Friday, February 1, 2019

Unemployment ticks up

I think this is the longest I've gone without blogging since I started my blog! It's due to a confluence of factors — writing my second book (now about 1/2 written, and I'm learning so much finally looking at all these dynamic equilibrium models together from the 30,000 foot level), and I've become ridiculously busy at my real job. It means I missed the 2nd anniversary of the dynamic information equilibrium model. The model came out as a series of posts, first for JOLTS data (10 Jan 2017), then for the unemployment rate (11 Jan 2017), and finally a forecast of the unemployment rate (18 Jan 2017). That last forecast was compared with a forecast from the FRBSF that went until the end of 2018 — it was flat at about 4.7% the entire period. As I said in that last post:
The interesting thing is that in either [dynamic equilibrium] model we shouldn't expect the flattening out over the two year period [Dec 2016 to Dec 2018] we see in the FRBSF model. We should expect either 1) a recession to start raising unemployment, or 2) a continuing decline (albeit at a slower rate). A constant unemployment rate won't happen, and in fact generally doesn't happen [1]. We might be able to test the various models here [2].
And we could!


The uptick in the latest data to 4% is being blamed on the US government shutdown in the business news, but it's really well within the normal fluctuations of the unemployment rate so any speculation as to its cause is pretty much unfounded without detailed micro data. As a side note, there are various reasons why people think the Fed paused its rate increases at it's meeting this past week — discussed thoroughly by Frances Coppola here. However, I think Tim Duy has the best theory of the Fed's reaction function: as long as inflation isn't a problem, the Fed doesn't hike rates if unemployment is flat. 

The most recent data shows a relatively flat unemployment rate for the past few months, much like in 2016. Basically, the FOMC has some model like the FRBSF model in its collective head of a constant equilibrium unemployment rate. And it's precisely that model which led the FRBSF forecast astray.

6 comments:

  1. Glad to see you back at it. FWIW I have to say I didn't understand your dynamic equilibrium stuff at all until fairly recently. Now that I am getting a bit of your arguments, it seems to me that your dynamic equilibrium concepts (if they hold up) are quite revolutionary in their implications for economic policy.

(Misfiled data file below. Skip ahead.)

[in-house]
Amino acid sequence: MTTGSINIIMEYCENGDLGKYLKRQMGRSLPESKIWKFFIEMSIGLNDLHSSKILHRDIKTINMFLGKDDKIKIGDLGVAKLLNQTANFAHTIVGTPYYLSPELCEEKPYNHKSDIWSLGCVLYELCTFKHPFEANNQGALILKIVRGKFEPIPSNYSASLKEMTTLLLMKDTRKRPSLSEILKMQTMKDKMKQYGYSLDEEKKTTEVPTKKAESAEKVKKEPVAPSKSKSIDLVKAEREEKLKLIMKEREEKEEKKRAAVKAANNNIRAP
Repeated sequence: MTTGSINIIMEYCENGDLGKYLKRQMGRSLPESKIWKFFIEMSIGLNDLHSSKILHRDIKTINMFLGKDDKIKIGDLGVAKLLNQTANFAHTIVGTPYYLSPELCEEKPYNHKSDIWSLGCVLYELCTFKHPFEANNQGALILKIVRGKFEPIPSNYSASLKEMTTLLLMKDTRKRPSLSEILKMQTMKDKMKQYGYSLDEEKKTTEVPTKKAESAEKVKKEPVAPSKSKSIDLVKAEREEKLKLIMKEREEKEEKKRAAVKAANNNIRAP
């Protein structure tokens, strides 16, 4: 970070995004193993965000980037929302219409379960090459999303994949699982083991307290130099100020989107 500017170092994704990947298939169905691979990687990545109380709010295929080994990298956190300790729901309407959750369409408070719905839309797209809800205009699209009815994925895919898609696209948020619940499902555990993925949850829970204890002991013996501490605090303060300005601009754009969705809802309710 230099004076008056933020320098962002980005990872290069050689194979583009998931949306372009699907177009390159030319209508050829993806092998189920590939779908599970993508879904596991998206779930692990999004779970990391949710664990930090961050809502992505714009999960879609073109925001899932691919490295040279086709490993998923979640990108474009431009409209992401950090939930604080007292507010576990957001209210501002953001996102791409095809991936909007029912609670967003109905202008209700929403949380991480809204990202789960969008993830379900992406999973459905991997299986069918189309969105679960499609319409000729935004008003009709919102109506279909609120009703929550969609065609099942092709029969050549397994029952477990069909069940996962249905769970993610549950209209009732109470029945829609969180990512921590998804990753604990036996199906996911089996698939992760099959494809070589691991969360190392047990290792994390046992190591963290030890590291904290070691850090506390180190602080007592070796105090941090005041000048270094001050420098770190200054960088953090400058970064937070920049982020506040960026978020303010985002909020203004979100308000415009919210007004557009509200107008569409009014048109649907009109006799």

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    1. Thanks Todd.

      In a sense, it's "punctuated information equilibrium" where periods of information equilibrium are interrupted by disequilibrium shocks. I'd personally just hope that maybe some people would stop coming up with random models using "logic" or things that "seem right", and instead base their models on empirical data.

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  2. Glad to hear from you again. A couple weeks ago I eyeballed 4.2% as the unemployment rate from recent levels that would have me thinking recession, and it looks like that might be just outside your... what is the accepted term for them? Uncertainty bands? Variance bands? Confidence interval? Unfortunately, I don't know what to make of shutdown effects, if any, on the data or the statistic. Of course, if I understand some of your recent work correctly, you would put more stock in your JOLTS models as recession indicators than the unemployment rate it seems.

    And I agree with Todd, and think your predictions concerning the unemployment rate seem like they have to be a good example of empirical success. Again, good to know you're still working at the project.

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    1. Thanks!

      They're called "single prediction error bands" in Mathematica (as in each new point should be within the band 90% of the time (the confidence level). But confidence bands or error bands are fine.

      Yes, JOLTS showed signs earlier in 2008, and the extended series also shows they came first in 2001. For the two recessions, hires is about 5 months ahead. But this sample size is small (only a two recessions) so it's possible unrate could come first.

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  3. Hey Jason, I'm looking at the applications of entropy to economics as well, but from a Boltzmann-Gibbs perspective rather than an information theoretic perspective. I couldn't find your email on this website, but I'd like to discuss it with you sometime! I think your work is directly related to mine.

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